There is much debate among health policy researchers about the performance of the Medicare Advantage plans, which are sold and run by private insurance companies, but are regulated by the government to provide Medicare benefits.
Enrollment in Medicare Advantage plans — mostly commonly HMOs and PPOs — grew from 5.4 million consumers in 2005 to 16.8 million in 2015, or about 31 percent of the Medicare population, according to the Kaiser Family Foundation.
Some argue the private alternative to the traditional insurance program for seniors is less expensive than the public programs; others say it’s just the opposite. And still others argue that that the government overpays for people enrolled in private plans since traditional Medicare could have covered these patients for less money. But there had not been broad analyses of the prices actually paid by these plans.
Now, researchers from Stanford Medicine, the Stanford Law School and the Graduate School of Business have conducted one of the largest systematic analyses of the prices that Medicare Advantage plans pay to doctors and hospitals, relative to the prices paid by Medicare fee-for-services or commercial plans.
They found Medicare Advantage plans actually pays 8 percent less to hospitals for their services than traditional Medicare. If you make adjustments for the smaller, cheaper network of hospitals that Advantage plans allow their patients to use, the program pays 5.6 percent less to hospitals than FFS Medicare.
The researchers shared their findings in an online article in Health Affairs this week.
“The surprise is that Medicare Advantage is paying hospitals less,” said lead author Laurence C. Baker, professor of health research and policy at Stanford Medicine and a senior fellow at the Stanford Institute for Economic Policy Research.
“That suggests that in an era when there are real questions about escalating health-care costs, we may want to think more about the potential benefits of Medicare Advantage plans,” Baker said. “It seems they are negotiating better prices.”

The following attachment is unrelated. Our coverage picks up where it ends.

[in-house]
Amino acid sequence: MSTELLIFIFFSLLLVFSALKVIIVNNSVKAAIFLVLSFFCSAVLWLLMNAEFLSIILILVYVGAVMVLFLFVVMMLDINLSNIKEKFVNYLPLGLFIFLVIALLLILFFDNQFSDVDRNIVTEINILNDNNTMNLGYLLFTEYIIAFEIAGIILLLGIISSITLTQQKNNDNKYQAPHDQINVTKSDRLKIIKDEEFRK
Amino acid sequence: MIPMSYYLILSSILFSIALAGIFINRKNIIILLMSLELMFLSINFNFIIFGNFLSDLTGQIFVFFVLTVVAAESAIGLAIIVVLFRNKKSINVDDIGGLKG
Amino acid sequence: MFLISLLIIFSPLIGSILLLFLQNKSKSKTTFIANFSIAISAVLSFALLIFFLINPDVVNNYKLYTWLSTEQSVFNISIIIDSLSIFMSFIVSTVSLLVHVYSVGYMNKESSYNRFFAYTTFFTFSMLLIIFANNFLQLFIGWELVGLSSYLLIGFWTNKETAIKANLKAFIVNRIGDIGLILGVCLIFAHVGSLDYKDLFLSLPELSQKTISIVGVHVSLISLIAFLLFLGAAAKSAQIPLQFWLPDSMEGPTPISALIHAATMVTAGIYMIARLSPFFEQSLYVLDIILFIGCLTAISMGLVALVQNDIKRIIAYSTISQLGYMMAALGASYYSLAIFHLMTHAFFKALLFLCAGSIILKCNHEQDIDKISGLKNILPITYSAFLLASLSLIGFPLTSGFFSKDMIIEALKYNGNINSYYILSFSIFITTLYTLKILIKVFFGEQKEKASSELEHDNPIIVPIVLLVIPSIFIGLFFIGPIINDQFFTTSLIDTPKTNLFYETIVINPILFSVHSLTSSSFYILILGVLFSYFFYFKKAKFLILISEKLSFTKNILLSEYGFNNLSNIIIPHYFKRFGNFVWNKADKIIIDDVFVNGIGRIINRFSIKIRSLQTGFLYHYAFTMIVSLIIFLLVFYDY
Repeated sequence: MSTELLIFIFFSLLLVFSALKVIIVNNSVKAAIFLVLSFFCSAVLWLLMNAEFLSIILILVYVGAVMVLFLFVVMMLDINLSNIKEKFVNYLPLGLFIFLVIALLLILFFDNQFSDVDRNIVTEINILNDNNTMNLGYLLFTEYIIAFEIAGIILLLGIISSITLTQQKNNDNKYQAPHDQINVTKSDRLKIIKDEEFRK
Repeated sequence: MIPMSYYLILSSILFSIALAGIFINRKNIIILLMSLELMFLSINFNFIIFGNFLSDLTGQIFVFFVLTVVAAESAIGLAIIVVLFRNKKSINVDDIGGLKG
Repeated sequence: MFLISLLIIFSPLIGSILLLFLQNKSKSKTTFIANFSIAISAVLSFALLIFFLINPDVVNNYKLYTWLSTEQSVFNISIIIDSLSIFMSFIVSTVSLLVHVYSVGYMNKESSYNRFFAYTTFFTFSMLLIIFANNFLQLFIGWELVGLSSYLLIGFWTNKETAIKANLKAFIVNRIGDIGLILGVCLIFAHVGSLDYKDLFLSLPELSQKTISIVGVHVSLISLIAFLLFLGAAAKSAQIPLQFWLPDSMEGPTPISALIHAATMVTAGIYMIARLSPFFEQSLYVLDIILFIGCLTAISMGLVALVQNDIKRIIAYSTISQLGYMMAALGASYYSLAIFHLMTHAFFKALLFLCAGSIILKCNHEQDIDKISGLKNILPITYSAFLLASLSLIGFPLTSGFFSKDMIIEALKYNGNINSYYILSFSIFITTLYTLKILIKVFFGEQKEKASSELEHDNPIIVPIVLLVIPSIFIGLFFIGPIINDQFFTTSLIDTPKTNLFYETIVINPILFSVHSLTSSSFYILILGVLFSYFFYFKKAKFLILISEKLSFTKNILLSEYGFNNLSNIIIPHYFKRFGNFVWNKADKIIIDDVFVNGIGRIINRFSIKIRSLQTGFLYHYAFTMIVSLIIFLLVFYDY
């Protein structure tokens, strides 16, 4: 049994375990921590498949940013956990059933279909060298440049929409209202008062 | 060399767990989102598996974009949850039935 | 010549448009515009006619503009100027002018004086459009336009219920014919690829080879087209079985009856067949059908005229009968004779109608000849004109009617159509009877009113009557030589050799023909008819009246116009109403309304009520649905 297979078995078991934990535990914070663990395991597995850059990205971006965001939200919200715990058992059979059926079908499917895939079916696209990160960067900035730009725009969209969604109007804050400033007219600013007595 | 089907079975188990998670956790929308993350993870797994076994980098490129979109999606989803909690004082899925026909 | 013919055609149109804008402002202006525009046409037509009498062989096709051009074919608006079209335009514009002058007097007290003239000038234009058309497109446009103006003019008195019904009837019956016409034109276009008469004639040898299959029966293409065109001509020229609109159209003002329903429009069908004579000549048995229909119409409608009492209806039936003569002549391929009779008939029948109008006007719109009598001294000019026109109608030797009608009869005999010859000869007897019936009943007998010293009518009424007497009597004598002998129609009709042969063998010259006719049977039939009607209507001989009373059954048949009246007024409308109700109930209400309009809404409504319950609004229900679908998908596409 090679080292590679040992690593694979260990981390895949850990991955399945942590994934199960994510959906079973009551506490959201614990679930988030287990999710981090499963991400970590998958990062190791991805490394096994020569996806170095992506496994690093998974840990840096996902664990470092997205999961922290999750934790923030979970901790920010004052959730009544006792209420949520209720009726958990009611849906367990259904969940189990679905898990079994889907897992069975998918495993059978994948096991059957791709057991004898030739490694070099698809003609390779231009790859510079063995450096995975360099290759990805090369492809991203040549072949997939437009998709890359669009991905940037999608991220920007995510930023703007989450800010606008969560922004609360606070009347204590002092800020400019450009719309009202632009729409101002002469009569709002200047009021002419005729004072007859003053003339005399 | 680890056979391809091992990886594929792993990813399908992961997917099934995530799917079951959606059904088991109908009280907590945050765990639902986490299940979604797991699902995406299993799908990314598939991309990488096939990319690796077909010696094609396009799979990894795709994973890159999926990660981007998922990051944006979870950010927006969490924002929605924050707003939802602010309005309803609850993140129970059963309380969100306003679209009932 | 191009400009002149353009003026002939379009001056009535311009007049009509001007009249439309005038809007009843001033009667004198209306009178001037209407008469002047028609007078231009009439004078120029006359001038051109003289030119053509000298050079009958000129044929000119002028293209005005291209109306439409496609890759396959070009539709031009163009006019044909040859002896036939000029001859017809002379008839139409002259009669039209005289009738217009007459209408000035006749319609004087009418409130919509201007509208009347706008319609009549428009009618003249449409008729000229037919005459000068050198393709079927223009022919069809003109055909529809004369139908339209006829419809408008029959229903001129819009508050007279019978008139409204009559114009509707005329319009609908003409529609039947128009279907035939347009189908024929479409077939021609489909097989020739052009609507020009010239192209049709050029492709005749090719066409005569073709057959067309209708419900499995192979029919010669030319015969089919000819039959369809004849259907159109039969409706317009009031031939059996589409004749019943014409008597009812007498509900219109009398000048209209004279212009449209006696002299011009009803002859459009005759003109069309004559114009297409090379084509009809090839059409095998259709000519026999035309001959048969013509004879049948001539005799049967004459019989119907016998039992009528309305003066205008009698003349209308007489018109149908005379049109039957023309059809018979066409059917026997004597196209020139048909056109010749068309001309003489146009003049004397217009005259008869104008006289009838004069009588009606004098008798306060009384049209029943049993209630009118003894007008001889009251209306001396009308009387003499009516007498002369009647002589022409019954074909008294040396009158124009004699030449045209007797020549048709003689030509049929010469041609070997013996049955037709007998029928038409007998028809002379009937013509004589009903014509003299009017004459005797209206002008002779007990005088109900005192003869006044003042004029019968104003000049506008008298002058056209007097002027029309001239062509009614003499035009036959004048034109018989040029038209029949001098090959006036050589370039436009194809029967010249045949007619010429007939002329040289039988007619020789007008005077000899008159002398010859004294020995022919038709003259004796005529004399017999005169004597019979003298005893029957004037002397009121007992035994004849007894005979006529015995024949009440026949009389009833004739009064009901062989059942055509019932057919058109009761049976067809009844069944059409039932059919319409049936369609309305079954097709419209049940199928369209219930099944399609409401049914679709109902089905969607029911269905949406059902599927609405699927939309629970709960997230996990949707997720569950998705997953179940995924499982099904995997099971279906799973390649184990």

Either way, the savings or losses are always going to impact the patient.
“If you’re looking at it as a question of policy, this may be useful,” Baker said. “In the long run, we could pay less taxes to support the Medicare program and maybe people in Medicare Advantage would get to share in those savings.”
The other co-authors of the study are M. Kate Bundorf, professor of health research and policy and a faculty research fellow at the National Bureau of Economic Research; Aileen M. Devlin, a research fellow at the Law School and Daniel P. Kessler, a professor in the Law School and the Graduate School of Business.
They used data from Medicare and the Health Care Cost Institute to identify the prices paid for hospital services by Medicare Advantage, FFS Medicare and commercial plans in 2009, 2011 and 2012.
The data included information from Aetna, Humana, and UnitedHealthcare on approximately 40 million individuals who represent all 50 states, accounting for 27 percent of the nonelderly population covered by commercial insurance, and 31 percent of the elderly Medicare Advantage population.
The authors also found the rates paid to hospitals by commercial plans were much higher than those of either Medicare Advantage or FFS Medicare, and that these rates are continuing to grow.
Some of the difference is a result of the much higher prices commercial plans pay for very profitable services such as orthopedics and interventional cardiology.
“However, commercial plans pay higher prices than FFS Medicare for almost all types of admissions in almost all geographic areas,” they wrote. “Thus, our work echoes the growing concerns expressed by several researchers about the consequences of high commercial-plan prices for health spending.”